Many Afghan refugees move to Iran in the hope of a better life. However, they cannot obtain Iranian citizenship or permanent residency, and a lack of basic rights prevents them from having a reliable job or pursuing further education. As a result, many of them find it hard to live a fulfilling life in Iran, facing racism in their everyday lives.
AN AFGHANI SCHOOLGIRL LOOKS BACK
“It is important to make people stop and think,” says Moe Pooladfar, Producer of the SAT-7 women’s show, Insiders. “If we are not careful, we can be prejudiced, perhaps not in our actions but in our thoughts.” He hopes to do just that by bringing Maryam, an Afghani woman raised in Iran, to share her experience on the live program.
Maryam moved to Iran when she was very young because of conflict in Afghanistan. Life in Iran could offer her family all the things that war abruptly and viciously takes away; shelter, food, and safety.
“What bothered me when we got to Iran, was the extreme discrimination at school and in the streets,” she says. In her interview on the Insiders program, she explains how the headmistress of the school ridiculed her in front of the class and forbade her to enter both the local and National Science Contest because of her nationality, despite her excellent grades.
“I was a teenager, and it was one of the worst times you could break someone. It is one of the experiences that is still in my mind; whatever I do, it is still with me. I can’t get rid of it.”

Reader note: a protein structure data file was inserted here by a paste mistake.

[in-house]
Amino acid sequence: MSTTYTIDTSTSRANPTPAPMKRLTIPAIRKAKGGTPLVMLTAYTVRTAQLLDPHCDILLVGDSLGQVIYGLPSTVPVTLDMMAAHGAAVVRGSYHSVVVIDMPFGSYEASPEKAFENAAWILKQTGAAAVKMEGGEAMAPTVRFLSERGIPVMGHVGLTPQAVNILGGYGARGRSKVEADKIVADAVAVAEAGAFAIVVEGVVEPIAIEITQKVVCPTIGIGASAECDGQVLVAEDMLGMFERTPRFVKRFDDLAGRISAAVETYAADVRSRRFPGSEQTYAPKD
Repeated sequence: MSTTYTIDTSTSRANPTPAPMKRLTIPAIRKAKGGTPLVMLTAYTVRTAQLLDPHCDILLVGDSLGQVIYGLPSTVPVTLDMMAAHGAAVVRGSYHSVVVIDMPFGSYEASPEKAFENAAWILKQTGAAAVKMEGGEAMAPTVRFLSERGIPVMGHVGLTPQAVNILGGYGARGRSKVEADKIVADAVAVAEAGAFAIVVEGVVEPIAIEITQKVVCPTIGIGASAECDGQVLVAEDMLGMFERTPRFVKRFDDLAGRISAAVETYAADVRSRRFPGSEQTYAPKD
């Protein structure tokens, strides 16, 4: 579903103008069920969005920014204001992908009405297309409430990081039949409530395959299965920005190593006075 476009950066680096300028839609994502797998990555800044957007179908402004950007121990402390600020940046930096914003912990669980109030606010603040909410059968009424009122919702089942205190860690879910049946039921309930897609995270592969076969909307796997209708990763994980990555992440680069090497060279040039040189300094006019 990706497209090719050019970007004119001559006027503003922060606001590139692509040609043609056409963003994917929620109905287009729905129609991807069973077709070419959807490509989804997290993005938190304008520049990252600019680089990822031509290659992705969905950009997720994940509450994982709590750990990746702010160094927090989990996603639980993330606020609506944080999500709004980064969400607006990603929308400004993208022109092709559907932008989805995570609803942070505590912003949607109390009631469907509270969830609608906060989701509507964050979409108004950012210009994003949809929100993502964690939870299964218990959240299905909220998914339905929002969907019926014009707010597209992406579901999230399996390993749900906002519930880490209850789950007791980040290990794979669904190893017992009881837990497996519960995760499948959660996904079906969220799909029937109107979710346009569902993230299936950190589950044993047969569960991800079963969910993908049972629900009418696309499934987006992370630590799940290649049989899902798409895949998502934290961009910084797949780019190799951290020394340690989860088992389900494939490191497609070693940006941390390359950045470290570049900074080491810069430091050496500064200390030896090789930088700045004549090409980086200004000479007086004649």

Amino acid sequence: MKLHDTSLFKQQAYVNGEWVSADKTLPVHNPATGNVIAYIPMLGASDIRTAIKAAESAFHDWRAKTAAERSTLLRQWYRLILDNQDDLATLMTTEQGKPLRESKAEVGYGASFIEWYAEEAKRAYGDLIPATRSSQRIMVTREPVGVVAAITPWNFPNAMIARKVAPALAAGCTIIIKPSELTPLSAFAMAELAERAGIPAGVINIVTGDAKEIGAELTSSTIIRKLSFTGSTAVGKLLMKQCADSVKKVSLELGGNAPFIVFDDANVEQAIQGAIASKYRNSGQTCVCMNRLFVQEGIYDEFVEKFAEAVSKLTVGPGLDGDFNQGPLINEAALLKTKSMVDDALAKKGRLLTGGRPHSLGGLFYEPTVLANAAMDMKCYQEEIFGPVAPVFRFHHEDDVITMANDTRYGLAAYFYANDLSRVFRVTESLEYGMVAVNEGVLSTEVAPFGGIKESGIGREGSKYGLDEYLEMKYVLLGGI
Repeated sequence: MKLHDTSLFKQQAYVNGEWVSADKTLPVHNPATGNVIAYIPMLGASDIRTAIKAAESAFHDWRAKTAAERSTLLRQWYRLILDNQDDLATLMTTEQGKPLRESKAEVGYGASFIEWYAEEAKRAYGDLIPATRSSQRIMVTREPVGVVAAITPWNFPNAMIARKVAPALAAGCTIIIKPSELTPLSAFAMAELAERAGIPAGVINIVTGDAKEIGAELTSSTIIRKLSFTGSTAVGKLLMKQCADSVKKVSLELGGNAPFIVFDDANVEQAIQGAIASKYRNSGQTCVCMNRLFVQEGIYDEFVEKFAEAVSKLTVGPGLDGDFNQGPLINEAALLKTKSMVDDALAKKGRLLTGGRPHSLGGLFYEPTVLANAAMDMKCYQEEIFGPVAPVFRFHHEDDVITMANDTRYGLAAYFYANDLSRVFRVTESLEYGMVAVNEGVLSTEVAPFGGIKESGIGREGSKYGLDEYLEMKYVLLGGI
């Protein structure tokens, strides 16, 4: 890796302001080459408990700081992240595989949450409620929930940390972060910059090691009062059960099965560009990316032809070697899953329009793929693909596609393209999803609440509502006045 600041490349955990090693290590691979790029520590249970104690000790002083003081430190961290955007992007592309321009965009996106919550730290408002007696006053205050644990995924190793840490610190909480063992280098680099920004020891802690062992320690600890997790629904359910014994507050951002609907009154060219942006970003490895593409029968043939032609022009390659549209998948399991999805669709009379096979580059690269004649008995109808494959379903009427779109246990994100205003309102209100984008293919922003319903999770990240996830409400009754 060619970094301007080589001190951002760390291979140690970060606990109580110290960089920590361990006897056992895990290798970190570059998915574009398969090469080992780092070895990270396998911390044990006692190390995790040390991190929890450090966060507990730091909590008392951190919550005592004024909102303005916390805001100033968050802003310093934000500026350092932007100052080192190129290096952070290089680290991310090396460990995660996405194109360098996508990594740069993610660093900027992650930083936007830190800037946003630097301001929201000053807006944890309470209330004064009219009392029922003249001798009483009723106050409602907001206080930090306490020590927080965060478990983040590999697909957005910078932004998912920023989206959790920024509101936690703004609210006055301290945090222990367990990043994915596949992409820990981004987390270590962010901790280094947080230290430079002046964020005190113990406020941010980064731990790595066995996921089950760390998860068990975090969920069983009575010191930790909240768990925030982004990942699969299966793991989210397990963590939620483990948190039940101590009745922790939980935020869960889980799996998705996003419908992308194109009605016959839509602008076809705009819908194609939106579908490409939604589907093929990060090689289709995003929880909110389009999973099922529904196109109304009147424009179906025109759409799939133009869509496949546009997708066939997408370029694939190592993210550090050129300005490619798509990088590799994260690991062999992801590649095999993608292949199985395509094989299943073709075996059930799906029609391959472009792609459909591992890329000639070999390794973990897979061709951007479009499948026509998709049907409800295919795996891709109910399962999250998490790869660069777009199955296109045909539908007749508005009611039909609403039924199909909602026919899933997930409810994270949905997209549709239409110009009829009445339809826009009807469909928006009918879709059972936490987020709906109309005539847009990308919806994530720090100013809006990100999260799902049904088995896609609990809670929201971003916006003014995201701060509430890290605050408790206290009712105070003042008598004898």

See Maryam’s interview below:
Maryam’s story is not an isolated incident. Discrimination lurks in the most unlikely of places. It manifests itself in many different manners, ranging from race to gender and class. It affects people from all walks of life and sadly finds its way from one generation to the next.
“This is a topic rarely mentioned on Christian TV. It is important to show people the problem. By bringing someone that can share the damage that our actions can cause to nations or individuals, it can be a starting point to bring healing,” says Moe.
“I feel like the burden falls greater on us as Christians. It’s good to ask ourselves: even after accepting Jesus, do I still look down on people?”
We are all equal in the body of Christ, and it is vital to expose stereotypes and prejudices that poison humanity. We must take a stand as Christians against racism and discrimination. Now more than ever is a time to act, showing compassion and kindness.
THE AUDIENCE RESPONDS
The audience responded with thoughtful and encouraging messages to thank the program for shedding light on this issue, and the presenters for sharing their thoughts. One person commented on Facebook:
“Dear Maryam, I am deeply sorry to you and your nation. May God bless your country abundantly and may He bring healing to your wounds and those of your nation.”
“I was greatly affected while watching this episode. May God forgive us for our hidden thoughts towards our Afghan brothers and sisters. Praise Jesus who has made us all one family in Him.”